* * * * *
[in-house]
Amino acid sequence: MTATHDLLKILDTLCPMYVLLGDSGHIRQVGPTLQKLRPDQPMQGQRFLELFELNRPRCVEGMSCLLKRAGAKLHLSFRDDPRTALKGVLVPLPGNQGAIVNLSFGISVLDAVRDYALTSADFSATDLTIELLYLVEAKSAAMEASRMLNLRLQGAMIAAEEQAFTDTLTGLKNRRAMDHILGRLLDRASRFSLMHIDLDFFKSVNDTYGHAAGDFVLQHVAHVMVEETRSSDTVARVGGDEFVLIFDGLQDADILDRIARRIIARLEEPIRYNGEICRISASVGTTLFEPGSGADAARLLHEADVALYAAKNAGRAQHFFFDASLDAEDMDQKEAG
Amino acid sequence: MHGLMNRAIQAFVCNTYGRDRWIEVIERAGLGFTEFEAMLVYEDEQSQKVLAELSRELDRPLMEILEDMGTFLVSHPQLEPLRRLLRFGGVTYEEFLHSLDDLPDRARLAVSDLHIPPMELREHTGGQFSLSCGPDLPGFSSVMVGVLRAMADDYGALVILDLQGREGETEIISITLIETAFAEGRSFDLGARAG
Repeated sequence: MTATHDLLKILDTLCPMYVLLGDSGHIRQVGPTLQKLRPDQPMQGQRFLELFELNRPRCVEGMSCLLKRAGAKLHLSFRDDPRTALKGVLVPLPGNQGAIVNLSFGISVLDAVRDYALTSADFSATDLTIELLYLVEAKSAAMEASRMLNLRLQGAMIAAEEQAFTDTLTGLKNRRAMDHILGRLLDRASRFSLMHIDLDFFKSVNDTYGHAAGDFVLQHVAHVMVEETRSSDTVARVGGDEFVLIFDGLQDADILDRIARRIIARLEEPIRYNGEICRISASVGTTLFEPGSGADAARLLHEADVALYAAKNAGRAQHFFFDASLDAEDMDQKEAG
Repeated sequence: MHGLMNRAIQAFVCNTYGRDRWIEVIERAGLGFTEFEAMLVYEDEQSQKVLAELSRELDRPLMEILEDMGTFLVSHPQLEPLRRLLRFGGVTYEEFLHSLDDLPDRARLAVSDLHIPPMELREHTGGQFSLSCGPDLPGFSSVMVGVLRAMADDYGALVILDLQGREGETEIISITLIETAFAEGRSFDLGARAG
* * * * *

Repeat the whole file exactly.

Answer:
[in-house]
Amino acid sequence: MTATHDLLKILDTLCPMYVLLGDSGHIRQVGPTLQKLRPDQPMQGQRFLELFELNRPRCVEGMSCLLKRAGAKLHLSFRDDPRTALKGVLVPLPGNQGAIVNLSFGISVLDAVRDYALTSADFSATDLTIELLYLVEAKSAAMEASRMLNLRLQGAMIAAEEQAFTDTLTGLKNRRAMDHILGRLLDRASRFSLMHIDLDFFKSVNDTYGHAAGDFVLQHVAHVMVEETRSSDTVARVGGDEFVLIFDGLQDADILDRIARRIIARLEEPIRYNGEICRISASVGTTLFEPGSGADAARLLHEADVALYAAKNAGRAQHFFFDASLDAEDMDQKEAG
Amino acid sequence: MHGLMNRAIQAFVCNTYGRDRWIEVIERAGLGFTEFEAMLVYEDEQSQKVLAELSRELDRPLMEILEDMGTFLVSHPQLEPLRRLLRFGGVTYEEFLHSLDDLPDRARLAVSDLHIPPMELREHTGGQFSLSCGPDLPGFSSVMVGVLRAMADDYGALVILDLQGREGETEIISITLIETAFAEGRSFDLGARAG
Repeated sequence: MTATHDLLKILDTLCPMYVLLGDSGHIRQVGPTLQKLRPDQPMQGQRFLELFELNRPRCVEGMSCLLKRAGAKLHLSFRDDPRTALKGVLVPLPGNQGAIVNLSFGISVLDAVRDYALTSADFSATDLTIELLYLVEAKSAAMEASRMLNLRLQGAMIAAEEQAFTDTLTGLKNRRAMDHILGRLLDRASRFSLMHIDLDFFKSVNDTYGHAAGDFVLQHVAHVMVEETRSSDTVARVGGDEFVLIFDGLQDADILDRIARRIIARLEEPIRYNGEICRISASVGTTLFEPGSGADAARLLHEADVALYAAKNAGRAQHFFFDASLDAEDMDQKEAG
Repeated sequence: MHGLMNRAIQAFVCNTYGRDRWIEVIERAGLGFTEFEAMLVYEDEQSQKVLAELSRELDRPLMEILEDMGTFLVSHPQLEPLRRLLRFGGVTYEEFLHSLDDLPDRARLAVSDLHIPPMELREHTGGQFSLSCGPDLPGFSSVMVGVLRAMADDYGALVILDLQGREGETEIISITLIETAFAEGRSFDLGARAG